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Home / World / Geh Go, Sisi! #: Everything you need to know about the protests in Egypt Egypt News

Geh Go, Sisi! #: Everything you need to know about the protests in Egypt Egypt News



Thousands of demonstrators have taken to the streets in several cities in Egypt in a rare demonstration of dissent against President Abdel Fattah el-Sisi.

Late on Friday, demonstrators gathered in Tahrir Square in Cairo and sang slogans such as "The People Demand the Fall of the Regime" and "Leave Sisi" and repeat the songs that were heard in the same place more than eight years ago and have overturned the longtime leader Hosni Mubarak.

Hundreds of people marched to the coast in Alexandria While protesters demolished a large placard by the president in the port city of Damietta, a former general who led a large-scale raid arrested thousands of dissidents and banned protests

The protests came as Sisi traveled to the United States to attend the United Nations General Assembly (UNGA).

Here's what you need to know about Friday's protests:

What happened?

Protests have been reported in at least eight cities with the largest crowd in Cairo, Alexandria and Suez.

Videos and photos of the protests were shared on social media under the #Tahrir_Square hashtag, which was in fashion worldwide on Friday.

Unauthorized protests are banned in Egypt, and police have quickly fired tear gas at Cairo Square. According to the Egyptian Commission on Rights and Freedoms, at least four people were arrested in the capital, while a journalist was arrested in the city of Mahalla.

The AFP news agency reported being arrested by at least 74 people.

No victims were reported. Al Jazeera is prohibited from reporting from Egypt.

What triggered the protests?

The protesters responded to a call from exiled businessman Mohamed Ali, who called on the Egyptians to take to the streets after a highly anticipated football match between Al Ahly and Zamalek in Cairo] In a series of videos on Facebook and Twitter Ali, who has spent 15 years as an army contractor, has accused el-Sisi and his associates of wasting public money on vanity projects, despite growing poverty.

"Sisi has taken lower-level corruption to a new level, building five villas for Sisi's adjutants and a palace for the President in a military camp in Cairo," he said from Spain, where he is currently self-imposed ,

El-Sisi denied the allegations last week as "slander". At a youth conference, he said he was "honest and loyal" to Egypt and the military.

"Mohamed Ali is currently probably the most popular man in Egypt," quoted Mohamad Elmasry, chair of the media and journalism program at the Doha Institute for Graduate Studies, as saying that millions of people who viewed and used his online videos Sisi hashtags.

"This is a legitimate threat to the el-Sisi government – if it were not a legitimate threat, el-Sisi would not have come out and directly responded to Mohamed Ali. At last week's youth conference, Elmasry said it was" unprecedented "That El-Sisi has been put on the defensive by an Egyptian like this."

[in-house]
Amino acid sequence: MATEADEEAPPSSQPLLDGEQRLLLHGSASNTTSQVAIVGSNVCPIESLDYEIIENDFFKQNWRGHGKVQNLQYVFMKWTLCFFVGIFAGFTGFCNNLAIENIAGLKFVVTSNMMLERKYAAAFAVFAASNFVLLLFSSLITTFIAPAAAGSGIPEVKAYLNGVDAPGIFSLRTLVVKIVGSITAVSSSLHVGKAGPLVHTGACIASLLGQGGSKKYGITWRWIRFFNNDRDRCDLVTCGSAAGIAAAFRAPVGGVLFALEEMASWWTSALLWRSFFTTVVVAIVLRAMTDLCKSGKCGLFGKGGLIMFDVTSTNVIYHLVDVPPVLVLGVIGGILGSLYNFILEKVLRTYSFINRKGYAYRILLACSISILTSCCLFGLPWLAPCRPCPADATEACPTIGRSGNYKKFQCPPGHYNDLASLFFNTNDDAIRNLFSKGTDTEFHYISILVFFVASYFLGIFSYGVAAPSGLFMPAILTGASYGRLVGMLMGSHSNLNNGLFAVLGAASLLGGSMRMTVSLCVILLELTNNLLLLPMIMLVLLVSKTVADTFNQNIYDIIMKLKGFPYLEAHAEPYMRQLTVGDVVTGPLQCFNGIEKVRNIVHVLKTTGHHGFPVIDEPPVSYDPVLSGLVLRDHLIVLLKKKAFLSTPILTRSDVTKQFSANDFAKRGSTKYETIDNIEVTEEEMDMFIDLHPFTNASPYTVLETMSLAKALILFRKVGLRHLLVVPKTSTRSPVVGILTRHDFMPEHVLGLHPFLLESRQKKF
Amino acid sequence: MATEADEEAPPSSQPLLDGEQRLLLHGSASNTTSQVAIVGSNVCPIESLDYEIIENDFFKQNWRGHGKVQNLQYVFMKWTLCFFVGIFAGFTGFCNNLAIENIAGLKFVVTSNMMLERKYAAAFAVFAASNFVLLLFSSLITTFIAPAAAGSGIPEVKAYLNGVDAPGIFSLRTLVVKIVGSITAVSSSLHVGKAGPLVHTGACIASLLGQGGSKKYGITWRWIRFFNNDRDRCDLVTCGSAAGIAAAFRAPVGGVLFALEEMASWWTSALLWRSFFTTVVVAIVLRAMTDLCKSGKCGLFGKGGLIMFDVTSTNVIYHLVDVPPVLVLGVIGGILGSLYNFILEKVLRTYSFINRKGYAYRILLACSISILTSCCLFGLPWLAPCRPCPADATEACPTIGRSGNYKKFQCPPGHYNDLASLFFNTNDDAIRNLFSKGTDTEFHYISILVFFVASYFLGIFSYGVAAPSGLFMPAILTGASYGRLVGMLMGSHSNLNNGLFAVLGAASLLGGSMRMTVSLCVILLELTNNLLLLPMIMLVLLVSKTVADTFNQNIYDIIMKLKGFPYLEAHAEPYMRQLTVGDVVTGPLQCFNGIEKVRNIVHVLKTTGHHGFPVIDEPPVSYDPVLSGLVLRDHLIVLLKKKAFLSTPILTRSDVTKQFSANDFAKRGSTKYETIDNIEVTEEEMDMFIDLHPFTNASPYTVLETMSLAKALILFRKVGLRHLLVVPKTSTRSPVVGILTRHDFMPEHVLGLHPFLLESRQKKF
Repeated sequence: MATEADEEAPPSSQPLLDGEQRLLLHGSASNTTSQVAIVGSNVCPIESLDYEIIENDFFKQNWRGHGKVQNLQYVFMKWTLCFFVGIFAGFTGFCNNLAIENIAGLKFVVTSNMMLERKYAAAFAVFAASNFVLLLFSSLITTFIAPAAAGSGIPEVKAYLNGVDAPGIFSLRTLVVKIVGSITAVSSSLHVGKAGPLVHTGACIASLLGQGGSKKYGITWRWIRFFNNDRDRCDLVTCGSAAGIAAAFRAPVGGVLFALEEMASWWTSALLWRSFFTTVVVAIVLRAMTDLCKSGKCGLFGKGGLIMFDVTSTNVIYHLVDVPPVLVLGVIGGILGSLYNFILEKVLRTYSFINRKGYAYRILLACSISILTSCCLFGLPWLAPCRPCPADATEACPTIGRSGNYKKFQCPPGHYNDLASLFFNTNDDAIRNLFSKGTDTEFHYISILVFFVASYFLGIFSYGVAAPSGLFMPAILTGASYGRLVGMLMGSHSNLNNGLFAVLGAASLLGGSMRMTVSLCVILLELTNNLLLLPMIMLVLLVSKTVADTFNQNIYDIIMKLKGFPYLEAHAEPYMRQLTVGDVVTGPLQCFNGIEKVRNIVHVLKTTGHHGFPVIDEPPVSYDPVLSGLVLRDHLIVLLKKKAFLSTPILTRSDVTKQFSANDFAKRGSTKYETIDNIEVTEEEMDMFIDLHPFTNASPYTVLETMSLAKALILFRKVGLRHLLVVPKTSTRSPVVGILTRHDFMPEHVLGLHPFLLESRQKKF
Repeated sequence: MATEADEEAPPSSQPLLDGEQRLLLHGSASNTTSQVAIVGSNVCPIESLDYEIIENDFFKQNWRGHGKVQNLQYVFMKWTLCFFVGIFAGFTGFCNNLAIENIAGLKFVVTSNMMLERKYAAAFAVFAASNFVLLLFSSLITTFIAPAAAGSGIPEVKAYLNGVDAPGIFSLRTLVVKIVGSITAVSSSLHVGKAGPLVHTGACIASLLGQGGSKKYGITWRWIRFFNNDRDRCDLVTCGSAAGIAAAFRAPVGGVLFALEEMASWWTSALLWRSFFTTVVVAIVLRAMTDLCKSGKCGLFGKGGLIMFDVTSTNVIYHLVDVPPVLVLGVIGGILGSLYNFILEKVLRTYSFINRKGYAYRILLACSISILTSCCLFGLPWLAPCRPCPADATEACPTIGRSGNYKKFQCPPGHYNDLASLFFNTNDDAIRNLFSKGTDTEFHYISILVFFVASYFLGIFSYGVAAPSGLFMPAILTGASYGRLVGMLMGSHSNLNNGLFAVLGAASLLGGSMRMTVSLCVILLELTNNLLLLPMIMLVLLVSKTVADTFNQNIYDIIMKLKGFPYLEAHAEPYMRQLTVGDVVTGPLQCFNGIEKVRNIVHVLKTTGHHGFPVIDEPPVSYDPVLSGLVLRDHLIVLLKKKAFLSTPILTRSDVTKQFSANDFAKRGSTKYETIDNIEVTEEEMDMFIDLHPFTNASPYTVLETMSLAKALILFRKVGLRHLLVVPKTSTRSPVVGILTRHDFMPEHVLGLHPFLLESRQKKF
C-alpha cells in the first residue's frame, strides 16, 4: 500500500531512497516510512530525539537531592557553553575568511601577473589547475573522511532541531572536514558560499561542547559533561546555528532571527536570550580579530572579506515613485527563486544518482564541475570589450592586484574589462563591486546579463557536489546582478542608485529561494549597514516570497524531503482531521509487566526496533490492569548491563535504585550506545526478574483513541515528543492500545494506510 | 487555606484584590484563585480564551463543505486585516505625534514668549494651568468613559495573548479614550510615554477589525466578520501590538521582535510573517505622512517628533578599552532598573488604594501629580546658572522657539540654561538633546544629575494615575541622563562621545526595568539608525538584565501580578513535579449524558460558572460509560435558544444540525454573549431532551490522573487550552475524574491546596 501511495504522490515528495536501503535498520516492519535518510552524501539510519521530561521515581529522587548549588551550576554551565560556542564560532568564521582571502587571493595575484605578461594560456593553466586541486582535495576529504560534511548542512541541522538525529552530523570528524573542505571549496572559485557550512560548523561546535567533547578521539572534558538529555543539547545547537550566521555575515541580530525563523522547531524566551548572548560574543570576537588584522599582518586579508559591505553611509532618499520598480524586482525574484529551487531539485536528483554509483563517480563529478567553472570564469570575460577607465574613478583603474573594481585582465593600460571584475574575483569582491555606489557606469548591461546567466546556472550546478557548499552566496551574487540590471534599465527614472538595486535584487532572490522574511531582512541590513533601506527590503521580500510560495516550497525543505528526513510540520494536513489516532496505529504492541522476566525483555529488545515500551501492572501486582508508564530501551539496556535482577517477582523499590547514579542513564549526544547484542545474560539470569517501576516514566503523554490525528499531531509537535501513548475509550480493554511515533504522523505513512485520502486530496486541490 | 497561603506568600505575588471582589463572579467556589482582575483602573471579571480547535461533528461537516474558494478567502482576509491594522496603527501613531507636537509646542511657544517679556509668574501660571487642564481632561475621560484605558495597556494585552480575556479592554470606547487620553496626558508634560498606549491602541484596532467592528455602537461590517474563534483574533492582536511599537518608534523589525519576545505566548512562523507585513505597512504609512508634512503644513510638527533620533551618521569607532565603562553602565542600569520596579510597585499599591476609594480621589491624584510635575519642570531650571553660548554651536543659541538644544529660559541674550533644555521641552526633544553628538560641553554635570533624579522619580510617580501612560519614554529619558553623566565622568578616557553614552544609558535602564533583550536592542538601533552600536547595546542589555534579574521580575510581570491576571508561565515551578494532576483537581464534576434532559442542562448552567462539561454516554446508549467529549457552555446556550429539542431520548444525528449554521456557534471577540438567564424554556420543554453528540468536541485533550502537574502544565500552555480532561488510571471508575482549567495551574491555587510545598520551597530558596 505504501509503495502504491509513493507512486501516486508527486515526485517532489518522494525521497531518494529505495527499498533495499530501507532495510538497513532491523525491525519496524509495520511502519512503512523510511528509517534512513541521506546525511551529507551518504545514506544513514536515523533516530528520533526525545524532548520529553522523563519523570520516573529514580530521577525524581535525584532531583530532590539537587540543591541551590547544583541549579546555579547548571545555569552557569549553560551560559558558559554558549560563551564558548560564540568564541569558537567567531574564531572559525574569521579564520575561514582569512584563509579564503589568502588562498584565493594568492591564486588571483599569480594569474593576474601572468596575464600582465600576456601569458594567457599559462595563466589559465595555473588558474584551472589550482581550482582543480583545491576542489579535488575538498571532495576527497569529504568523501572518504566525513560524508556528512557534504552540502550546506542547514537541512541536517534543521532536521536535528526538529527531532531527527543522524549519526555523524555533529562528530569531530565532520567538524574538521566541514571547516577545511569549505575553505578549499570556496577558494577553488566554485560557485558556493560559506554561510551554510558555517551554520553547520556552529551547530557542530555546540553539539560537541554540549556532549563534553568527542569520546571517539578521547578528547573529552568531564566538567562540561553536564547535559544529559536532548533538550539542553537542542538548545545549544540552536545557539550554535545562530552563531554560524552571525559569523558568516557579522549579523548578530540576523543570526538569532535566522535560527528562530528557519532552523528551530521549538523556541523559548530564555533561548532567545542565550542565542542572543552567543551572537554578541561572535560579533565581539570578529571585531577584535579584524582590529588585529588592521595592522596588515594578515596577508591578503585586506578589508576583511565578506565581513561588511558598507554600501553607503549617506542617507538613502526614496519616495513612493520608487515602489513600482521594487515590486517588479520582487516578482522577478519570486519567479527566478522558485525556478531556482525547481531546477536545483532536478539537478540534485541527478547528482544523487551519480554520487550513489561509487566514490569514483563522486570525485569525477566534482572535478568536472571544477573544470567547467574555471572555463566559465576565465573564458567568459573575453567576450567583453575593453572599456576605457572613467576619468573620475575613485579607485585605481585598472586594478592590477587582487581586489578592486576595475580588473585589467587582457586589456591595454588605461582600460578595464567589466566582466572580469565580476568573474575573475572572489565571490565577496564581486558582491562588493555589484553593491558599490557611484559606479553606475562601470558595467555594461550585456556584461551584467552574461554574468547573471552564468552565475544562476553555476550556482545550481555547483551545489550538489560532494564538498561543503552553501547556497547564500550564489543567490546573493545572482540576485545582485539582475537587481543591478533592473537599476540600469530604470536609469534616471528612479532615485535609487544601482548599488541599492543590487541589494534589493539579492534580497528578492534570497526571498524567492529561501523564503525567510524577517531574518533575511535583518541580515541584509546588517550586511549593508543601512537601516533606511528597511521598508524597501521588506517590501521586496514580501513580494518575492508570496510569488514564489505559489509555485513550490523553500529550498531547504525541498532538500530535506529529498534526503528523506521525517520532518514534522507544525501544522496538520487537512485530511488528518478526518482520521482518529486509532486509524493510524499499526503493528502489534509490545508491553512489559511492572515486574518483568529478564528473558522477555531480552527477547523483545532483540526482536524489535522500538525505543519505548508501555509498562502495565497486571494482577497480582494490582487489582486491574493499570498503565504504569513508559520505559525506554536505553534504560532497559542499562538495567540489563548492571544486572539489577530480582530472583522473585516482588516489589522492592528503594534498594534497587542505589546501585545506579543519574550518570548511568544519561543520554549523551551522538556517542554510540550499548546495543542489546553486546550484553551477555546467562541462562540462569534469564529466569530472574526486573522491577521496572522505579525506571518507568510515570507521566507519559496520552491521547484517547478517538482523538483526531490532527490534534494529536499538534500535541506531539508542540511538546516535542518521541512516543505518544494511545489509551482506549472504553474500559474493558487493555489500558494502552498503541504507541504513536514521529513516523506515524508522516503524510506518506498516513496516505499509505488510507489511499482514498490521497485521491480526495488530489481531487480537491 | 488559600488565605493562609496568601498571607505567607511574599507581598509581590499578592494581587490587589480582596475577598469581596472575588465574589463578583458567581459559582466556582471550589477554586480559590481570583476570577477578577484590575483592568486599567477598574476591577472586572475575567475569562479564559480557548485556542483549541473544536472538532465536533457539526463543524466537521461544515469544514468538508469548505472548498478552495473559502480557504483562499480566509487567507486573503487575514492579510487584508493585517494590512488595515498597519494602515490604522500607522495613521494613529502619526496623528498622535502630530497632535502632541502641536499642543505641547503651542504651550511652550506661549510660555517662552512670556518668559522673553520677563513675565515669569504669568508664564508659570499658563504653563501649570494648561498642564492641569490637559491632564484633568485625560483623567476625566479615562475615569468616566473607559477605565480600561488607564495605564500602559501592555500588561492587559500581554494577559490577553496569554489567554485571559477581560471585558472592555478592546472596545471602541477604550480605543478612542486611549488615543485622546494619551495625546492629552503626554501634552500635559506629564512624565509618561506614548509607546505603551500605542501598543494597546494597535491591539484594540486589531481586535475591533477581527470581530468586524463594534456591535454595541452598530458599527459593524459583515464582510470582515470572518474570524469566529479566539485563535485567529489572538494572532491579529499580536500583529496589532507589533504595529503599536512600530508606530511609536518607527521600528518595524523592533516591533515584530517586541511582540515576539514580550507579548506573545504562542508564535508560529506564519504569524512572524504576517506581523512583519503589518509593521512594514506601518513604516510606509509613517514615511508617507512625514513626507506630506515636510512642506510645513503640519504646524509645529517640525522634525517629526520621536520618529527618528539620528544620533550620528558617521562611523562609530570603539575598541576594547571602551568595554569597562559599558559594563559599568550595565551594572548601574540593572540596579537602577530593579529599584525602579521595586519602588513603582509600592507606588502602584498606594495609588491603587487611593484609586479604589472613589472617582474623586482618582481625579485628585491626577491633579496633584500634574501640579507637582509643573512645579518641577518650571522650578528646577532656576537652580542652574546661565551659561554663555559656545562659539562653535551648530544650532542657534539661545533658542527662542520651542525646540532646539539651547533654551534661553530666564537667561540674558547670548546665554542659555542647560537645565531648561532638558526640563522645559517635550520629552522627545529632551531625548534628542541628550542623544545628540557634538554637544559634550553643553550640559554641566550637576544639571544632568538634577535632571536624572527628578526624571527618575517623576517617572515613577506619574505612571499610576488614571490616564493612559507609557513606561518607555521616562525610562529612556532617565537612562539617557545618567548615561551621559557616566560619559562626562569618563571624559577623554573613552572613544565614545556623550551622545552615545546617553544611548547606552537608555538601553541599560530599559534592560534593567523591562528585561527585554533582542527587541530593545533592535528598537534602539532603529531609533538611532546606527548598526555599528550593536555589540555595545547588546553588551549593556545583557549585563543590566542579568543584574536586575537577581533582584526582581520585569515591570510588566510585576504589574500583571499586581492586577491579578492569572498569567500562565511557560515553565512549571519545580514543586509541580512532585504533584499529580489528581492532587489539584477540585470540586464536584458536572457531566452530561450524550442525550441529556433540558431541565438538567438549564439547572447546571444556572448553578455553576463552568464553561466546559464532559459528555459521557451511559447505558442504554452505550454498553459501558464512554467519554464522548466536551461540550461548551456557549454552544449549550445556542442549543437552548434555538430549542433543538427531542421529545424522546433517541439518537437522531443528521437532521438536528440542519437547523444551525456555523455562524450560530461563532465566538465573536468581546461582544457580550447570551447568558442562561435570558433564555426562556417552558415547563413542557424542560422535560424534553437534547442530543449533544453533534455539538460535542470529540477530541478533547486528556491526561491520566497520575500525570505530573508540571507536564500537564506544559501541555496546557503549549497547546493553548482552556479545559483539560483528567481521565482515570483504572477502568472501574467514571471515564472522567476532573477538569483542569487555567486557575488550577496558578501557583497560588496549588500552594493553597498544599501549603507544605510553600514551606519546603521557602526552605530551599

Sami Hamdi, Editor-in-Chief of The International Interest, said: "The fact that dozens of people could actually enter Tahrir Square is on is already an incredible achievement for the people to protest against Sisi. "

El-Sisi took over after a military coup the power overthrow of democratically elected President Mohamed Morsi in 2013 a After weeks of protests, he was with the following year 97 percent of the votes were cast and re-elected in 2018, with the only other candidate being an advocate of it.

Analysts say the popularity of the 64 year-old leader has been weakened in recent years due to austerity measures and rising poverty rates.

Official statistics from July show that 33 percent of Egyptians lived in poverty, up from 28 percent in 2015 and 17 percent in 2000. Other estimates put the number higher.

"The Egyptian government and Sisi have ruthlessly crushed every protest, and the fact that people are ready to take to the streets tonight, in my opinion, speaks for the tremendous frustration, the enormous rage, the ordinary Egyptians Sisi, "said analyst Bill Law in the UK.

Who is protesting?

The crowd consisted mainly of young people.

Dalia Fahmy, senior fellow at the New York Center for Global Politics, said on the streets on Friday. Unlike the crowds that took part in the protests in 2011 that overthrew Mubarak. She described them as younger people who "did not recognize the benefits of the revolution" and were disappointed with poverty and austerity measures that "paralyzed daily life."

"Much of the population does not live with the trauma of the revolution or the memories of the revolution in the way the older generation did, they have a group of young people with different needs and different future perspectives come in, "she said.

"We could be in a crescendo moment that causes people to break the fear barrier," she said.

  Cairo is gathering small groups of protesters shouting anti-government slogans.

Cairo is gathering small groups of protesters shouting anti-government slogans. [Mohamed Abd El Ghany/ Reuters]

How did the government react?

There was no official comment from the Egyptian government and the state media reported the protests.

The situation around Tahrir Square in Cairo was reportedly quiet.

The Human Rights Watch (HRW) called on Egypt to release those arrested during the protests and to call on the United Nations to press Egypt to respect the right to freedom of expression and assembly. Deputy Director for the Middle East and North Africa at HRW.

"Authorities should recognize that the world is watching and take all necessary steps to avoid a repetition of past atrocities."


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